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Buy Now, Pay Later – three key lessons

Martha Southall, Economist at CMSPI, presents three key lessons from Australia that US and European merchants need to hear before navigating their own BNPL strategy

Over recent months, Buy Now, Pay Later (BNPL) has flooded the headlines. Retailers across the globe have watched as suppliers scramble to take a slice of the BNPL pie, from strategic acquisitions by the likes of PayPalto newly built solutions from fintechs and traditional players alike.However, the trend isn’t new to everyone. Home to BNPL giants Afterpay and Zip Co, Australia’s market for this form of retail finance is one of the most mature globally. In this article, CMSPI selects three key lessons from Australia that US and European merchants need to hear before navigating their own BNPL strategy.

1 – A ‘debit card killer’? 

According to Worldpay, Australians made 10% of their ecommerce purchases via BNPL in 20203 – a figure that BNPL suppliers suggest could be much higher. However, as Figure 1 shows, this usage was not evenly distributed throughout the population, with BNPL enjoying disproportionate popularity amongst 18–39 year olds.

Many BNPL providers are well known for targeting these younger cohorts5, so what’s the problem? For merchants, the concern lies in the other line in Figure 1, which shows that BNPL usage mirrors that of debit cards by age cohort. That means BNPL options (despite being credit products) often replace debit payments in a merchants’ payments mix. In Australia – just as in Europe and North America – accepting debit payments can be significantly cheaper for merchants, meaning there can be two cost effects of accepting BNPL: one arising from its higher headline rates, and the other from the displacement of low-cost alternative payment methods. Both effects must be quantified and balanced against any revenue benefits to ensure that BNPL is implemented optimally.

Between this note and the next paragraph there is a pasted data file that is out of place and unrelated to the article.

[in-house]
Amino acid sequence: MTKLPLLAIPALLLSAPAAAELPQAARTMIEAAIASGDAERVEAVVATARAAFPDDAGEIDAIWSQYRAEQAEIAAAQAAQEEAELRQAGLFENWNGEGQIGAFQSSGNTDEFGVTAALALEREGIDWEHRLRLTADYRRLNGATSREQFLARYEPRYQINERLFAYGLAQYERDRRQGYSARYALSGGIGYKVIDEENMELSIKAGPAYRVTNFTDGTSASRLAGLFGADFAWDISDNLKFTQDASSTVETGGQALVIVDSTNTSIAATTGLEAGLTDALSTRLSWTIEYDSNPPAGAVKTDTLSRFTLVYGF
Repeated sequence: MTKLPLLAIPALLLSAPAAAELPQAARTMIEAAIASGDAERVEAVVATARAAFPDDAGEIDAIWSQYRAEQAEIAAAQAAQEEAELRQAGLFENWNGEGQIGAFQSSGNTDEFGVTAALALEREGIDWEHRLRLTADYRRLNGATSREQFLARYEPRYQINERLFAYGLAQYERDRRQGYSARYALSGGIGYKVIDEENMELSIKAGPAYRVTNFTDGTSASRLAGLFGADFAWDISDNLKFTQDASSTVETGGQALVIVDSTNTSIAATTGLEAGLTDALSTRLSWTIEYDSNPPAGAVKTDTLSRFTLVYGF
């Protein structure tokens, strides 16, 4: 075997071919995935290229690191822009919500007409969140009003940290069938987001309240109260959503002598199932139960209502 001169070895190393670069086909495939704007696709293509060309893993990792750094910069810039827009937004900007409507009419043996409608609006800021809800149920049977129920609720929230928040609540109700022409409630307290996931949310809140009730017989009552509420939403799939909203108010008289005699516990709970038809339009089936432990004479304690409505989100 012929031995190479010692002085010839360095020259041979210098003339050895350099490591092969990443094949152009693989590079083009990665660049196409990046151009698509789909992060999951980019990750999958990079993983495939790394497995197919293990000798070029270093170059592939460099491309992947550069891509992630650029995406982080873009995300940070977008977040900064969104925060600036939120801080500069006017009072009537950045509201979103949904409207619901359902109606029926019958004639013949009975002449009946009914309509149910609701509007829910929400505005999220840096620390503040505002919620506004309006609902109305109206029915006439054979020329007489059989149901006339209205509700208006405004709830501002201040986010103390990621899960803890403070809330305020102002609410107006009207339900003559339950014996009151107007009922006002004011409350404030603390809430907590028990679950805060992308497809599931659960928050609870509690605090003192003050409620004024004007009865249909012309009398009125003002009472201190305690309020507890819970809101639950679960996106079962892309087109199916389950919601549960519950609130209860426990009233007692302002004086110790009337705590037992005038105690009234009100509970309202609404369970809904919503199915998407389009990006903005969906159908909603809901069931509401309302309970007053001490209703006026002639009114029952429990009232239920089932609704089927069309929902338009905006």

There may be broader industry changes at work, too. In fact, in Australia, merchants fear they may be witnessing a shift away from debit from the banks themselves. Commonwealth Bank’s StepPay BNPL product, for example, is treated as a credit card for the purposes of merchant fees despite being interest-free for consumers. Responding to StepPay’s launch in a recent interview, PSG’s Bradford Kelly said of the product: ‘If you move debit customers to credit, you can make more interchange revenue. […] This is a debit card killer.’6

2 – Next stop: in-store 

Although the most recent generation of BNPL contenders emerged in the ecommerce environment, in Australia they haven’t stopped there. Through either e-wallets7 8 or physical cards, Australia’s BNPL providers have been inching their way towards in-store retail through partnerships with more established players. The same pattern can be seen globally, with Sweden’s Klarna launching its own bank account in February 2021.9

As BNPL steps in-store, however, its hybrid role as payment-method-turned-marketing-platform becomes increasingly difficult to reconcile. For example, CMSPI has observed instances of BNPL providers requiring merchants to enter unilateral agreements to accept their in-store cards – an arrangement that would be highly unusual with any traditional issuing bank. These unilateral agreements can place BNPL cards’ average acceptance fee significantly above other in-store options. Expansion from the checkout to the POS is therefore a significant concern for merchants, particularly for a payment method that’s already typically the most expensive to accept.

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Read the Full article here.

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